8. K

    I have had the same issue here in Oklahoma. I have not gone to SS office yet, but it is frustrating.

    • Nilda

      I have tried several times to sign in and when I provide the information requested your system indicates that it does not recognize the information.

      It is not a good tool to access important information when I’m retiring soon.

  9. Sandra P.

    I have tried repeatedly to register so I can have access to my social security info and can’t. Your system say’s I’ve been suspended because my info doesn’t match. Do I need to make an appointment with the office here in Chicago on Fullerton St. go in and clear up the confusion. Please help. Thanks Sandy

    • K

      I had the same problem here in Oklahoma. Have not gone to office yet but it is frustrating.

    • CHRIS E.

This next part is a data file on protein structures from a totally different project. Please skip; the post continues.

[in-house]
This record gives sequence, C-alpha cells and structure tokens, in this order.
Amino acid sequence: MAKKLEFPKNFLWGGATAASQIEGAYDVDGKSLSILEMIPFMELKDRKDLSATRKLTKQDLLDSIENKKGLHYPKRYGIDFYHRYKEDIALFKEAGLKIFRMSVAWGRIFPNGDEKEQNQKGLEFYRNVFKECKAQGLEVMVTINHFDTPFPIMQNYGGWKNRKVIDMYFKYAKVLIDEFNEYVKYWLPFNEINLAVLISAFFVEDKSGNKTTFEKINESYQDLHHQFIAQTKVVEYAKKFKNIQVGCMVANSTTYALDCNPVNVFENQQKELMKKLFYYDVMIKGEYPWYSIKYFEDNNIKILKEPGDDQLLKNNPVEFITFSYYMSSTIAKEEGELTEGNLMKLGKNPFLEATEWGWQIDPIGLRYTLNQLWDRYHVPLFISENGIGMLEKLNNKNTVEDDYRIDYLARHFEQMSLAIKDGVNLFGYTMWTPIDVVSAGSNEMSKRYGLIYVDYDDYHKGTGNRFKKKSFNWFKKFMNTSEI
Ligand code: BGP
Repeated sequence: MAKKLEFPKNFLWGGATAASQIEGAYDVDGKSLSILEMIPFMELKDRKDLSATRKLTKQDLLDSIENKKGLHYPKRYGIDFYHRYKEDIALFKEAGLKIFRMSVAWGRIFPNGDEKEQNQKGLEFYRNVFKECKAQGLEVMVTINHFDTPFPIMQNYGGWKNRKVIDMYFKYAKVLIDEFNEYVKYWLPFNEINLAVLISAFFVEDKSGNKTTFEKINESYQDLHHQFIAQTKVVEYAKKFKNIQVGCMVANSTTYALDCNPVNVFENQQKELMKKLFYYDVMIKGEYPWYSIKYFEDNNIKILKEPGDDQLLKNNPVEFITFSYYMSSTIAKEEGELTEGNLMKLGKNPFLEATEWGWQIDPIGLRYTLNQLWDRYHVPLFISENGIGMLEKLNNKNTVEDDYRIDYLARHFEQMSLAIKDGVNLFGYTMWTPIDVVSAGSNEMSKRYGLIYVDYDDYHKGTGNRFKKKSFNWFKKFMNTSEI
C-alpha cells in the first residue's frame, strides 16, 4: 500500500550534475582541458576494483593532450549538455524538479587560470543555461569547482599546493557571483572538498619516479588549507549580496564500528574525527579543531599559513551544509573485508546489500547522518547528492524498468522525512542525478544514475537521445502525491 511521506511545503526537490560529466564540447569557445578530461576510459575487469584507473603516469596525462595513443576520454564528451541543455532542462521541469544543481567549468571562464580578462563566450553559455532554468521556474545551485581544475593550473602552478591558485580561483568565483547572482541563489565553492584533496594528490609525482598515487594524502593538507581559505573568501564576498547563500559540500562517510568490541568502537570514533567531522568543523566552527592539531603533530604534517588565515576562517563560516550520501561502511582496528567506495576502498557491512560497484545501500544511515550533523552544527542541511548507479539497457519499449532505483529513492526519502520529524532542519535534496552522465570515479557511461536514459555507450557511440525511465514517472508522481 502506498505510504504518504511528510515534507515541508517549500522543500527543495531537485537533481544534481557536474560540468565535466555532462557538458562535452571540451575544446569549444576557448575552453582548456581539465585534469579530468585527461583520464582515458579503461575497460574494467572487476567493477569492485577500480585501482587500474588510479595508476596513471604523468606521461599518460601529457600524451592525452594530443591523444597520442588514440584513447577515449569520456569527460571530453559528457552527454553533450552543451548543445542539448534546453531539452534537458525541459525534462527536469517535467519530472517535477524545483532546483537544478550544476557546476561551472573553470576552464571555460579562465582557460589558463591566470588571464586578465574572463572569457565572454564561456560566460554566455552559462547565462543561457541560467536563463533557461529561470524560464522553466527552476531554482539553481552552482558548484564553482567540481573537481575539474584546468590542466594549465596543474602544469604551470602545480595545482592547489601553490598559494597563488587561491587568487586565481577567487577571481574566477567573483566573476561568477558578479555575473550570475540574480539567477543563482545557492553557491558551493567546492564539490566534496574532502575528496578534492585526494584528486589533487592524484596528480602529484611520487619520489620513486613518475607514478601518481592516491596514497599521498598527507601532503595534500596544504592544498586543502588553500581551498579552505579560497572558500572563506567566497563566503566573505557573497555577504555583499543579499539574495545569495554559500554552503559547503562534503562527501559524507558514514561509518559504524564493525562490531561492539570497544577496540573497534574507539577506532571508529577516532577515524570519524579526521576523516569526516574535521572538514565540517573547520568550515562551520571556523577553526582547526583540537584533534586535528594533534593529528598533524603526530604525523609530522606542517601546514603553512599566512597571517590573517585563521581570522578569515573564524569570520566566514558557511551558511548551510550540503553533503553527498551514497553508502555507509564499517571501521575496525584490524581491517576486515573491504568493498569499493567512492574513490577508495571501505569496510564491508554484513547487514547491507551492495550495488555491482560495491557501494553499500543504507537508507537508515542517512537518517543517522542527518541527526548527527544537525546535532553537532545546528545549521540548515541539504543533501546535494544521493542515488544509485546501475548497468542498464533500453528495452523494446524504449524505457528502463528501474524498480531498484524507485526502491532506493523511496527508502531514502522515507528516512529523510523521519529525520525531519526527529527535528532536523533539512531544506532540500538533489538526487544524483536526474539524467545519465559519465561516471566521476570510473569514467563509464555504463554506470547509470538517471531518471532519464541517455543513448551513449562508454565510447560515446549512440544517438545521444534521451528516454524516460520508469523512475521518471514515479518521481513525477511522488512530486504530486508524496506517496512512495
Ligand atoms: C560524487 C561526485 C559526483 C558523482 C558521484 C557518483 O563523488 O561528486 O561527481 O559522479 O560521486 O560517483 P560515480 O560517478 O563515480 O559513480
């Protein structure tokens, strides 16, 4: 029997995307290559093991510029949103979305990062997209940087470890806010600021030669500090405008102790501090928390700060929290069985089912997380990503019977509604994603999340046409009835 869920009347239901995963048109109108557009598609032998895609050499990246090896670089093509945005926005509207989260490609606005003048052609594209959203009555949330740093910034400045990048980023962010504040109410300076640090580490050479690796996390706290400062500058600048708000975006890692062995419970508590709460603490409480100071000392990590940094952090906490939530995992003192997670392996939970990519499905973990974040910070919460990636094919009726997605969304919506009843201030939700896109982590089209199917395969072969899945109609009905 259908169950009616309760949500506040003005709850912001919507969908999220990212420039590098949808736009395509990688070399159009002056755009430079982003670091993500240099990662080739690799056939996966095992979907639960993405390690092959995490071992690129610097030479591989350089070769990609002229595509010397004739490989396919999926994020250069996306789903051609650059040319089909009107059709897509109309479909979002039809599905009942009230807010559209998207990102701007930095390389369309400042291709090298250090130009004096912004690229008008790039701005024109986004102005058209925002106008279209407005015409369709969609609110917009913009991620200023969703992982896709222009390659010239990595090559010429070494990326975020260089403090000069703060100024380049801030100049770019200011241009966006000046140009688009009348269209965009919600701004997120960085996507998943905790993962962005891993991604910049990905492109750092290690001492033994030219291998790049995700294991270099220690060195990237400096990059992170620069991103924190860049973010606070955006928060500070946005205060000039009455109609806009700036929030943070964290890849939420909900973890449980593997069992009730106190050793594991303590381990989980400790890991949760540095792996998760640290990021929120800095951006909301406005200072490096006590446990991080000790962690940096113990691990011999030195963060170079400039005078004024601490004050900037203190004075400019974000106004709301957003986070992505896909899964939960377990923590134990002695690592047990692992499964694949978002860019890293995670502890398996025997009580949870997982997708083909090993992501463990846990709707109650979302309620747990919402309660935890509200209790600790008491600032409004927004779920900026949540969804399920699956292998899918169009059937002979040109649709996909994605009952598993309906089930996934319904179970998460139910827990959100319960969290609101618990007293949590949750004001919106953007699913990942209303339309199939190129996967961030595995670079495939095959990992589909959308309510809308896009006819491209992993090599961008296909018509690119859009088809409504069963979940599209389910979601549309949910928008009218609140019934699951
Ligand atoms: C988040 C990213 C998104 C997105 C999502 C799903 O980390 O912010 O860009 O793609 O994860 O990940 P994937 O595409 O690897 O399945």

We HAD the same problem, but we did go to the SSA office to get it straightened out. The SSN had to be verified as the system had two different entries. It really wasn’t much of a problem, but call and tell them what the problem is and make an appointment.

    • Tom

      Same thing happened to me – it was my bad however a simple phone call fixed it – the toll free number was available on the website..

    • Kenny O.

      Hello Sandra. We apologize for the inconvenience you are experiencing attempting to register for my Social Security. The my Social Security service has a robust verification and authentication process as we want to ensure that our online services are both easy to use, yet safe and secure. We suggest calling our toll free number at 1-800-772-1213, representatives are available from 7 a.m. – 7 p.m. business days. They can review your account and determine if you may need to visit your local office.

  10. Bill